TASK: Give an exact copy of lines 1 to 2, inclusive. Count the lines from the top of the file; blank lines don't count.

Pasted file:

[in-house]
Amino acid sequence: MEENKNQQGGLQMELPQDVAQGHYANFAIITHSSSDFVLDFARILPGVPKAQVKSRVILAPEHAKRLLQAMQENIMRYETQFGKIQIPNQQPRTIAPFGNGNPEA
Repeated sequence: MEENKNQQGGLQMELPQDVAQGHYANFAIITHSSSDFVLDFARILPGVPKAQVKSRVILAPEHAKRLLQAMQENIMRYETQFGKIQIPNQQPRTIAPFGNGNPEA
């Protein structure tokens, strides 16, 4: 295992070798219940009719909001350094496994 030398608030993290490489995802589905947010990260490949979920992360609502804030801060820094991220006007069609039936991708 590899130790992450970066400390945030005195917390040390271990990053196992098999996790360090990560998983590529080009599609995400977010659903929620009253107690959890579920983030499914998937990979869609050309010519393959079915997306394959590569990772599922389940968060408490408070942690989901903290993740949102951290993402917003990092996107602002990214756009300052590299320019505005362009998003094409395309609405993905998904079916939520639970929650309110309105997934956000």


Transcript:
[in-house]
Amino acid sequence: MEENKNQQGGLQMELPQDVAQGHYANFAIITHSSSDFVLDFARILPGVPKAQVKSRVILAPEHAKRLLQAMQENIMRYETQFGKIQIPNQQPRTIAPFGNGNPEA